Kenyan bishop said the church is comfortable with the security preparations for the reception of Pope Francis, in the wake of the Paris attacks that appear to have targeted crowded areas.
“The church and the Kenyan government have worked well,” Bishop Anthony Muheria said. “We have received sufficient support from the state, because the pope is visiting the country both as the head of the Catholic Church and head of state.”
Kenya’s security agencies are on a high alert following the Islamic State attacks in Paris Nov. 13, and security agents can be seen moving around the venues where Pope Francis will hold public functions during his Nov. 25-27 visit. At the University of Nairobi grounds, security has tightened, and the students as well as the staff have had to contend with stringent security checks.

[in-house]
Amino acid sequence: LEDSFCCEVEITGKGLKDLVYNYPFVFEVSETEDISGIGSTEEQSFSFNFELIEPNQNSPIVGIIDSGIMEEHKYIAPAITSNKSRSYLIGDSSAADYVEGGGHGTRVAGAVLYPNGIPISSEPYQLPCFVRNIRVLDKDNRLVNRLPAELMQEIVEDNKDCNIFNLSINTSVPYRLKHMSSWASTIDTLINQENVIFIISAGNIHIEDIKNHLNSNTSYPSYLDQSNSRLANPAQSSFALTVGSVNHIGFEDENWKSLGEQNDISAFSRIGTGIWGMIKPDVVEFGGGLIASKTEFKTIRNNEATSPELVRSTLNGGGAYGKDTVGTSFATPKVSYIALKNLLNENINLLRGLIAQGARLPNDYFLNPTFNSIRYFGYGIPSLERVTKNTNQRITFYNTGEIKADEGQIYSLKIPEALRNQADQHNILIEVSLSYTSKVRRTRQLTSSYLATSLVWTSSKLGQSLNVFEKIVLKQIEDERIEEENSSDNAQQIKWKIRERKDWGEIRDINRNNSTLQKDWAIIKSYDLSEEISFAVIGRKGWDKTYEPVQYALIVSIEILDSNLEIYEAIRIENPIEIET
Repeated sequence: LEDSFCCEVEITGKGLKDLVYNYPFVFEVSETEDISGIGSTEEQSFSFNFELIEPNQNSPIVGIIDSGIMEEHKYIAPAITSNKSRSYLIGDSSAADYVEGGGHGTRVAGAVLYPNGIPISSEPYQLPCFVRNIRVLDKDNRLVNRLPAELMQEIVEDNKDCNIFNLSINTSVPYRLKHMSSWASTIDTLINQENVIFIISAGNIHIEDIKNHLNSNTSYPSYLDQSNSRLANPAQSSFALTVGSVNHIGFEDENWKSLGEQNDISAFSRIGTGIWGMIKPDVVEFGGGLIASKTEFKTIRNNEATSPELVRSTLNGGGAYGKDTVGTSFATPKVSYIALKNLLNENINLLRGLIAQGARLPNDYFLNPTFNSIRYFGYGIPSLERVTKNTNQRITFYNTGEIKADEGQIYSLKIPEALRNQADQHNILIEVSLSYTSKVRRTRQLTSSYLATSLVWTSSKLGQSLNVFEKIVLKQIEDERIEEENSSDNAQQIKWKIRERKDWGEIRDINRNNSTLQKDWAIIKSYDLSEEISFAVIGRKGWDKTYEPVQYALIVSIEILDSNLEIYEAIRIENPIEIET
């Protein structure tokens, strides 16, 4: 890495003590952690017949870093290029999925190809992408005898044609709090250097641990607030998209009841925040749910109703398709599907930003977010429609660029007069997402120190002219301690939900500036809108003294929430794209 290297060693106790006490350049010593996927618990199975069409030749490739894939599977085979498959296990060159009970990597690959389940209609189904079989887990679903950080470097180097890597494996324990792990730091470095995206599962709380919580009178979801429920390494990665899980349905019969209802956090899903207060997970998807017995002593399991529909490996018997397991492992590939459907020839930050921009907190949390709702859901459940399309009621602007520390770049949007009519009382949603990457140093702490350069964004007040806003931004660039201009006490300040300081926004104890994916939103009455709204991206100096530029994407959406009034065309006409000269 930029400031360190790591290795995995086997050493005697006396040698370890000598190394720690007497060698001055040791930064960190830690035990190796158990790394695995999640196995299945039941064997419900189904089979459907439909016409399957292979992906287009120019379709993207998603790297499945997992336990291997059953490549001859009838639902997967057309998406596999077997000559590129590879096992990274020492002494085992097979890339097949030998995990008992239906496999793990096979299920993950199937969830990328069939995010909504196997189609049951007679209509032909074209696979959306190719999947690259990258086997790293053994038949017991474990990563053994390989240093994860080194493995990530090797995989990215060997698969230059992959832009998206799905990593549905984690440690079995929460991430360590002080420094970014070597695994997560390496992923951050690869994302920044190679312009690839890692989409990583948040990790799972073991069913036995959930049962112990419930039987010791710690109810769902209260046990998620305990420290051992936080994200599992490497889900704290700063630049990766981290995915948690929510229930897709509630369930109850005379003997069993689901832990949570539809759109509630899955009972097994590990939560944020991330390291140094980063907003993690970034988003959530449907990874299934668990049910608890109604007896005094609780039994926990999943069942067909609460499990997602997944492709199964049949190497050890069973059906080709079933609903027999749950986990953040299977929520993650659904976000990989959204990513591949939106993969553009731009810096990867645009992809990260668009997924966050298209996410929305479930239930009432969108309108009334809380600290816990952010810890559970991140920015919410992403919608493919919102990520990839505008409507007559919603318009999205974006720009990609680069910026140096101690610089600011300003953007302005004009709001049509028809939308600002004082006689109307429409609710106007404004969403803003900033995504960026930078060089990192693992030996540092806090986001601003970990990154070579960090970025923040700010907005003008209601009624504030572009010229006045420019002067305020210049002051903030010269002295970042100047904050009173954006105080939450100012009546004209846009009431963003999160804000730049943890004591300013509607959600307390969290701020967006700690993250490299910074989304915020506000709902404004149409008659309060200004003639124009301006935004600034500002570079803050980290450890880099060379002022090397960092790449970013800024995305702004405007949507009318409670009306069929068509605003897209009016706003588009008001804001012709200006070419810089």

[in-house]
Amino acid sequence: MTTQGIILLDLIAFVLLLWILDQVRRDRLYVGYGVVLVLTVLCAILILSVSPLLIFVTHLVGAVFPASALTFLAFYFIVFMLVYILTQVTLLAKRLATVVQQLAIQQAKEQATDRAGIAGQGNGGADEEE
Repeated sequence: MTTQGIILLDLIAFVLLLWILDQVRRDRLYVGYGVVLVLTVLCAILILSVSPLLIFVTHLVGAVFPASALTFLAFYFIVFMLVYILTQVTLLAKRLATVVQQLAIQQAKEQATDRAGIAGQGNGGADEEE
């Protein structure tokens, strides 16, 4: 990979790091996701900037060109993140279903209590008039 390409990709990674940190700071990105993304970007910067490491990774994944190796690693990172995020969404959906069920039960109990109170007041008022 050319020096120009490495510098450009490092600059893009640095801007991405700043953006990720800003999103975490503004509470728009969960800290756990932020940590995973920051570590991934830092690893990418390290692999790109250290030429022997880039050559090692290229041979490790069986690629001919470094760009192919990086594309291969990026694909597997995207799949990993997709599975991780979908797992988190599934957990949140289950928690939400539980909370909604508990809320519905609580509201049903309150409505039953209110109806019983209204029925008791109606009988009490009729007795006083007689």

In April, the terrorist group al-Shabab attacked Garissa University, and 147 students were killed. That the papal Mass is being held in a university has caused heightened security plans.
“All our gates have added security personnel, and each one has to go through physical body checks at every entry, including the lecture halls and offices. We have been advised not to carry unnecessary bags into the compound and lecture halls,” said Joseph Oronjo, a student at the University of Nairobi.
Joseph Boinnet, inspector general of police, has urged Kenyans to remain vigilant and support the security forces during the pope’s visit.
“While we the police have stepped up vigilance, we call on the public to exercise maximum level of alertness,” Boinnet said. “The terror threats remains real in our country. I urge everyone to report any suspicious activity and/or persons to the police or any security agency for action.”